Tuesday, January 05, 2021
Health project discontinued
Bezos, Buffet and Dimon fail with Haven
The giants Amazon, Berkshire Hathaway and JPMorgan want to revolutionize the healthcare of their employees with joint forces. Three years later they have to discontinue their highly regarded project “Haven”. This leaves the US healthcare system expensive and inefficient indefinitely.
It should get easier and cheaper: Just three years after the start, the online giant Amazon, the holding company Berkshire Hathaway and the major bank JPMorgan are giving up their joint project to reduce health care costs for their US employees. The non-profit organization Haven announced on its website that the ambitious project will be discontinued at the end of February.
The failure of Haven is seen as the defeat for the three big US companies to face the problems of the health care system in the largest economy in the world. When asked, Haven did not provide any further information about the reasons. It simply said that companies “will continue to cooperate informally to develop programs that are tailored to the specific needs of their own employees”.
“We are proud of the progress the Haven team has made in researching a wide range of healthcare solutions,” said Jamie Dimon, managing director of JPMorgan Chase, in a statement to employees.
Many uninsured US citizens
The three US companies announced in January 2018 that they would create a non-profit health project with Haven in order to “offer US employees and their families simplified, high-quality and transparent health care at reasonable costs”. CEOs Jamie Dimon, Jeff Bezos and Warren Buffett wanted to break new ground in the healthcare industry by leveraging the companies’ combined data, technology, purchasing power and customer engagements to improve care while reducing costs. At the time it was said that at least a million workers could benefit from the project. “Rising healthcare costs are eating their way through the US economy like a tapeworm,” Buffett said at the time.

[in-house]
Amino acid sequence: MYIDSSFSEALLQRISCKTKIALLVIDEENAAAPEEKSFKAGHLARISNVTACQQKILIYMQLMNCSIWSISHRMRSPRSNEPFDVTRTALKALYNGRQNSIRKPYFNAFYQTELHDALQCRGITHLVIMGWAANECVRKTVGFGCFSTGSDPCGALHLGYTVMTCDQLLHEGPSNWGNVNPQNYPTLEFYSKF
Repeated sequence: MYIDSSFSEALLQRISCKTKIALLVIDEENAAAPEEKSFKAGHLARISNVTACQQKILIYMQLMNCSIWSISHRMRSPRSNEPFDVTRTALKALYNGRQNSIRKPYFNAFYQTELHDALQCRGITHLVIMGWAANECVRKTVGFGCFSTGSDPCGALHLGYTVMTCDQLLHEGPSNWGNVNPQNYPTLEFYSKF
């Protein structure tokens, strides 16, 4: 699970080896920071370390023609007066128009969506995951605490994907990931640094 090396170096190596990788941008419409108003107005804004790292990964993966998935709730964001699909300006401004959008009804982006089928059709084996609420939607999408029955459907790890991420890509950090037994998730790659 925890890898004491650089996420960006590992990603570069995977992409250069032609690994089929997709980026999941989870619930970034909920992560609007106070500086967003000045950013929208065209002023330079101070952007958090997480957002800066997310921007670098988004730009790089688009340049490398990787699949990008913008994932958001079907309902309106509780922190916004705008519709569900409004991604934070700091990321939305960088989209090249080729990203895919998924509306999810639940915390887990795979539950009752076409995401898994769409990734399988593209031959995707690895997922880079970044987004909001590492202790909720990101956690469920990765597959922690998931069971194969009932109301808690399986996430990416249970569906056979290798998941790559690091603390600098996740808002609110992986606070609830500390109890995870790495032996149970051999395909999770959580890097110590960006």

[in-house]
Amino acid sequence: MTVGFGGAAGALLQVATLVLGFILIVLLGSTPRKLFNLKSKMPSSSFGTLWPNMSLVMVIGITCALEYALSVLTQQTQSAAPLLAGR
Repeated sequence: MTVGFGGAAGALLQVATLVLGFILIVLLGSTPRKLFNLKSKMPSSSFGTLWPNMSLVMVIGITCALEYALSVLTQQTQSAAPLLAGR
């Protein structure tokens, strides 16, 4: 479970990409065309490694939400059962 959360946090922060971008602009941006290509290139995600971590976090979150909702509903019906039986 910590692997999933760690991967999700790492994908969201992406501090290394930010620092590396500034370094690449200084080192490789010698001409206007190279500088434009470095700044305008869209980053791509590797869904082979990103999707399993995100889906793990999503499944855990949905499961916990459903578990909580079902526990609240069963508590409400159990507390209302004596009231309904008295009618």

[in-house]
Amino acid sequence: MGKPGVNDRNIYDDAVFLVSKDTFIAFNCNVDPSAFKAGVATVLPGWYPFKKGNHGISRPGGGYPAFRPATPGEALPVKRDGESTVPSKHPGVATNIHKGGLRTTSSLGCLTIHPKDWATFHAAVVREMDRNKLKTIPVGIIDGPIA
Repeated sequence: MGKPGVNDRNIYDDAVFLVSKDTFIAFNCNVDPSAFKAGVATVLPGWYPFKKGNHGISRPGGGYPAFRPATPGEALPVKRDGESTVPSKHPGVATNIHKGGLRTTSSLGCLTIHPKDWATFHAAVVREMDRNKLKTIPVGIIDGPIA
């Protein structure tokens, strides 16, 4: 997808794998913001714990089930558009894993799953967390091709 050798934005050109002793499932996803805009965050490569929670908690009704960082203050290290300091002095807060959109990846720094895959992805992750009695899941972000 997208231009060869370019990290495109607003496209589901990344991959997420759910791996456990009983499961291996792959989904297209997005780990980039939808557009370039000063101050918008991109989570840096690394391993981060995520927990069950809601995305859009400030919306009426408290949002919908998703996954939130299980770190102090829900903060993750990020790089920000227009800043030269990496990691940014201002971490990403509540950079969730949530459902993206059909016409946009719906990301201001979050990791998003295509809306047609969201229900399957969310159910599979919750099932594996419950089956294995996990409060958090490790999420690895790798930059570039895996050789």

The US health care system is one of the most expensive and inefficient in the world and has always posed challenges to employees and employers: The US is the only industrial nation in the world that does not offer its citizens comprehensive health insurance. The cost of private insurance has been rising for years and accounted for 17.7 percent of gross domestic product (GDP) in 2019, according to the Centers for Medicare & Medicaid Services. About half of US citizens are insured through their employer. The rest is dependent on government support or uninsured, according to the data from the non-profit Kaiser Family Foundation.
Curbing healthcare costs has been a priority for several presidents. President Barack Obama introduced the “Obamacare” health care reform, which President-elect Joe Biden now wants to expand. “Obamacare” gave more than 20 million citizens access to health insurance. The current incumbent Donald Trump had tried unsuccessfully to overturn the reform entirely. Nevertheless, he managed to overturn parts of “Obamacare” and, among other things, to repeal the compulsory insurance.
The three companies joined forces in response to the Obamacare dismantling and the explosion in health insurance spending. With Haven, the project should initially apply to its own employees; however, those responsible considered possibly extending it to all citizens.